EPA to regulate greenhouse gases emissions 1


EPAWe had reason to be optimistic on the Copenhagen Climate Conference as the United States unveiled on the first day a plan that will allow its Environmental Protection Agency to act on greenhouse gases emissions.

Among the gases that will be regulated are carbon dioxide, methane, nitrous oxide, hydrofluorocarbons, perfluorocarbons and sulfur hexafluoride. As you can see, this is a pretty exhaustive list.

This is very good news but now remains the question of how deep the EPA will cut greenhouse gases emissions and in what time…

As the official press release notes :

After a thorough examination of the scientific evidence and careful consideration of public comments, the U.S. Environmental Protection Agency (EPA) announced today that greenhouse gases (GHGs) threaten the public health and welfare of the American people. EPA also finds that GHG emissions from on-road vehicles contribute to that threat. 

GHGs are the primary driver of climate change, which can lead to hotter, longer heat waves that threaten the health of the sick, poor or elderly; increases in ground-level ozone pollution linked to asthma and other respiratory illnesses; as well as other threats to the health and welfare of Americans.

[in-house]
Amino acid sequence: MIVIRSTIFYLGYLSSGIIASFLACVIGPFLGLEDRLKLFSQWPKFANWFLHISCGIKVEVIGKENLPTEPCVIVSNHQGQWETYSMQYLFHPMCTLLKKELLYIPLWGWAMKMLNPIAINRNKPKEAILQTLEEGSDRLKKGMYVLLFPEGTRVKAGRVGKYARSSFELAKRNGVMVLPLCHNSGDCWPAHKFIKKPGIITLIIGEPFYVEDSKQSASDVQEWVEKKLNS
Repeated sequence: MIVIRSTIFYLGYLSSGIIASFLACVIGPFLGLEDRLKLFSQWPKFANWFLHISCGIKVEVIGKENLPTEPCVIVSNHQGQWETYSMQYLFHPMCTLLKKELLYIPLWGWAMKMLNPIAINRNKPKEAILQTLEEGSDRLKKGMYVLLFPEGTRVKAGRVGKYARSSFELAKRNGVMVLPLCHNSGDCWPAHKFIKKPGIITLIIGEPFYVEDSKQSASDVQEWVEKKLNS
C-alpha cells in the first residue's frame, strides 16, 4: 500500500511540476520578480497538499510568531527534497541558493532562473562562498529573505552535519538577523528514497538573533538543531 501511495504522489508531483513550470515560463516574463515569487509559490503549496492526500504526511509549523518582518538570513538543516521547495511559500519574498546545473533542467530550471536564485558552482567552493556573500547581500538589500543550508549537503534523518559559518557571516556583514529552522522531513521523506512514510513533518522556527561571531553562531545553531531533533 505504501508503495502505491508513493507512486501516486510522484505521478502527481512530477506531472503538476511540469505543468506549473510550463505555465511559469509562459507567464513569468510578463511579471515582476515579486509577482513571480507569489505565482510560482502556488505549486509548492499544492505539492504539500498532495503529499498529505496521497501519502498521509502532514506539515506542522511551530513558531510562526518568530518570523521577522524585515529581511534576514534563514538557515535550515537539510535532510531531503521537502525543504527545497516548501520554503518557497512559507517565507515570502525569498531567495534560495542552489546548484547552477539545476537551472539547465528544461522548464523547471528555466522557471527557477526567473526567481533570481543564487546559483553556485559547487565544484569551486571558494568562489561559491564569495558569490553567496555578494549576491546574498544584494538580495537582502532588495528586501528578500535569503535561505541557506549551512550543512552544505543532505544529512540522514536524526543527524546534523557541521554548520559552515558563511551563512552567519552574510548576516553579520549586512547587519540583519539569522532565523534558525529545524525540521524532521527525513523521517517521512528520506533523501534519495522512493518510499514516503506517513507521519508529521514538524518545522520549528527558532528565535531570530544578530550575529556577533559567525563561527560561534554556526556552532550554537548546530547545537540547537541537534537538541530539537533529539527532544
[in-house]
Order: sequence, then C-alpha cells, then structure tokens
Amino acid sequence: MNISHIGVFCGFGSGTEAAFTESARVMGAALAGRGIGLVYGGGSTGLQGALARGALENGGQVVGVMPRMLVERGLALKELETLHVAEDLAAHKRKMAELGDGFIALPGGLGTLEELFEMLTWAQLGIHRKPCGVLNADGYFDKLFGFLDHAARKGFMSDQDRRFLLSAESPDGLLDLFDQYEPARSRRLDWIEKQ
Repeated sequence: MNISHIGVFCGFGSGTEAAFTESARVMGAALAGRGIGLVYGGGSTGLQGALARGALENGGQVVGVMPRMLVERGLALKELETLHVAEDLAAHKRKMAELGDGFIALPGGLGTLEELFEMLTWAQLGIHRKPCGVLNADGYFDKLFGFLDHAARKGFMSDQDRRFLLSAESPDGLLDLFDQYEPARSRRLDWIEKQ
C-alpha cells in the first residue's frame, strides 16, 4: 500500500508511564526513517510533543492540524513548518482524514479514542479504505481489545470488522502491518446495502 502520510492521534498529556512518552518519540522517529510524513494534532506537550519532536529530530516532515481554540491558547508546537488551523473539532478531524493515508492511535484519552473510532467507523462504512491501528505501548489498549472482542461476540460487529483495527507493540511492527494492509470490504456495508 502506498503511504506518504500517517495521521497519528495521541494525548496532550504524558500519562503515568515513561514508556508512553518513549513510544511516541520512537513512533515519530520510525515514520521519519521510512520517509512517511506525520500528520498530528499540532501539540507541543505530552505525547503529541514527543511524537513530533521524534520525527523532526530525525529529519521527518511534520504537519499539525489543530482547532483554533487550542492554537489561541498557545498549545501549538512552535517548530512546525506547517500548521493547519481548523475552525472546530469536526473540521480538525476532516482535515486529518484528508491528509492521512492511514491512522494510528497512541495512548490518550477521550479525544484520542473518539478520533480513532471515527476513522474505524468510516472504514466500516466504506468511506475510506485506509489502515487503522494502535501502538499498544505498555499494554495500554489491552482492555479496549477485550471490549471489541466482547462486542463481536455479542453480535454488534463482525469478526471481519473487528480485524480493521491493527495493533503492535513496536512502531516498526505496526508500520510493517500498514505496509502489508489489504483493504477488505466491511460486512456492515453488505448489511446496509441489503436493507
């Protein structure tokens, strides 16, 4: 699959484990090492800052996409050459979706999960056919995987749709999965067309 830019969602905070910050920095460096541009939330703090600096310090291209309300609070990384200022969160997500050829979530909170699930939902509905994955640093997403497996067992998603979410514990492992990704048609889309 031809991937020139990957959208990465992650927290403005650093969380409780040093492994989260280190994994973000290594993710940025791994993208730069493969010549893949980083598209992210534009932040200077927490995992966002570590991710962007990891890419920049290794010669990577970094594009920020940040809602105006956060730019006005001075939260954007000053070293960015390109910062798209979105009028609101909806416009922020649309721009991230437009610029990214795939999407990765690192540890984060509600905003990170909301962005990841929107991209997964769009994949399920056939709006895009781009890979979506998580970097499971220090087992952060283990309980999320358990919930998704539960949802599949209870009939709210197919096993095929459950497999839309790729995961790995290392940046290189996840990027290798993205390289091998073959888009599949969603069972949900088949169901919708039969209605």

“These long-overdue findings cement 2009’s place in history as the year when the United States Government began addressing the challenge of greenhouse-gas pollution and seizing the opportunity of clean-energy reform,” said EPA Administrator Lisa P. Jackson.

“Business leaders, security experts, government officials, concerned citizens and the United States Supreme Court have called for enduring, pragmatic solutions to reduce the greenhouse gas pollution that is causing climate change.

This continues our work towards clean energy reform that will cut GHGs and reduce the dependence on foreign oil that threatens our national security and our economy.”

(…) On-road vehicles contribute more than 23 percent of total U.S. GHG emissions. EPA’s proposed GHG standards for light-duty vehicles, a subset of on-road vehicles, would reduce GHG emissions by nearly 950 million metric tons and conserve 1.8 billion barrels of oil over the lifetime of model year 2012-2016 vehicles. 

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